—Barbara L. Talcroft
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Product Details

  • ISBN-13: 9780064432108
  • Publisher: HarperCollins Publishers
  • Publication date: 12/28/2004
  • Series: Trophy Picture Bks.
  • Edition description: Reprint
  • Edition number: 60
  • Pages: 32
  • Sales rank: 67,790
  • Age range: 4 - 8 Years
  • Lexile: AD230L (what's this?)
  • Product dimensions: 5.84 (w) x 8.16 (h) x 0.14 (d)

Meet the Author

Ruth Krauss (1901-1993) is the author of over thirty books for children, including the classics The Carrot Seed, illustrated by her husband, Crockett Johnson, and A Hole Is to Dig, illustrated by Maurice Sendak. "Ruth Krauss's intuitive ability as a writer to capture the free-spirited thought processes and laughter of young children ensures her books' widespread acceptance and timeless appeal." So concludes her entry in children's Books and Their Creators (1995).

Crockett Johnson is the much-loved author and illustrator of five books about Harold and The Purple Crayon. He is also the illustrator of The Carrot Seed by Ruth Krauss.

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Customer Reviews

Average Rating 4
( 5 )
Rating Distribution

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(4)

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Sort by: Showing all of 5 Customer Reviews
  • Anonymous

    Posted July 24, 2002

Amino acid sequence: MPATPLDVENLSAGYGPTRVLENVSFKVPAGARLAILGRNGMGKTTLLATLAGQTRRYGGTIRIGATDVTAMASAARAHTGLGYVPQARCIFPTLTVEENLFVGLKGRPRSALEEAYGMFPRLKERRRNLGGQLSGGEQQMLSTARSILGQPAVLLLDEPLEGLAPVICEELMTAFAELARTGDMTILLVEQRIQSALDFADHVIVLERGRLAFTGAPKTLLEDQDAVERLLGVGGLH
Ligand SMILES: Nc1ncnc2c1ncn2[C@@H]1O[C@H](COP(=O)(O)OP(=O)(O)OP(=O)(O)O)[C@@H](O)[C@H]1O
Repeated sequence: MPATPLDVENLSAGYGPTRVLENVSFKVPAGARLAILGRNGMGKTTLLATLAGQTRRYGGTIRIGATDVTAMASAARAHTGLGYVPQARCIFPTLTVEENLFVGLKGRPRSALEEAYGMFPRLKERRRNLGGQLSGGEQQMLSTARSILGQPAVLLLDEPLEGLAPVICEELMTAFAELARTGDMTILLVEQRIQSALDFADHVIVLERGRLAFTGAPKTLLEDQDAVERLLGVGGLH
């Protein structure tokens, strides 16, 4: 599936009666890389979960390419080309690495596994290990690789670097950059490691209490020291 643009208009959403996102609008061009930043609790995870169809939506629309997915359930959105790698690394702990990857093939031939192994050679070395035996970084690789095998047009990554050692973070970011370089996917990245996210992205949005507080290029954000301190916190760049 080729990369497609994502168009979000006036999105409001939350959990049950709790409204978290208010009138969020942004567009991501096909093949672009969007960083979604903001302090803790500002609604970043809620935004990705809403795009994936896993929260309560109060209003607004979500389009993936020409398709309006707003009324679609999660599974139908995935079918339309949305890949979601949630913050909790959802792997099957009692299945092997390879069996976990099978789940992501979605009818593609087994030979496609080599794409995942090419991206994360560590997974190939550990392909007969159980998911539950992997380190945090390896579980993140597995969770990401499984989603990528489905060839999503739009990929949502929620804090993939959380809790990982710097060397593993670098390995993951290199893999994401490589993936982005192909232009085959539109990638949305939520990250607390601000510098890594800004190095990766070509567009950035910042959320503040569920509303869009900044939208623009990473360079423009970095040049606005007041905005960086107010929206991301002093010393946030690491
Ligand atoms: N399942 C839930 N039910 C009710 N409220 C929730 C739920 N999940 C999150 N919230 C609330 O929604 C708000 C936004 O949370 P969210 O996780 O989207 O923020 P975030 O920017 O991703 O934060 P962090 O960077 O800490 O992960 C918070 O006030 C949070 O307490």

The Best Children's Book Ever!

    This book was read to me in the 50's as a young boy. It is one of my favorite books of all times. Mom, dad and brother tell the young boy that something is impossible, a 'confederacy of dunces.'The boy persists and the carrot grows. This is a critical lesson of life, people telling you that something is impossible, children need to learn that things are 'possible,' and often when they try to make a bold move, the world will align against them, yet one must persist, as truly 'all things are possible.'

    1 out of 1 people found this review helpful.

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  • Anonymous

    Posted March 1, 2002

    A great board book for babies!

    My 18 month old son loves it. It's simple text and cute illustrations are great for babies and it's a joy to read for the adults. As a bonus, you get a moral lesson with it.

    1 out of 1 people found this review helpful.

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  • Anonymous

    Posted December 17, 2011

    Bland colors and negative statements

    Talk about critical. People are so negative to this kid who is just trying to grow a carrot. I'm not a fan of my kid repeating some of the things in this book. They are minor but in general kids should be encouraged, not discouraged.

    Was this review helpful? Yes  No   Report this review
  • Posted September 12, 2009

    The Carrot Seed

    A classic! Great way for kids to learn about patience

    Was this review helpful? Yes  No   Report this review
  • Anonymous

    Posted August 1, 2009

    No text was provided for this review.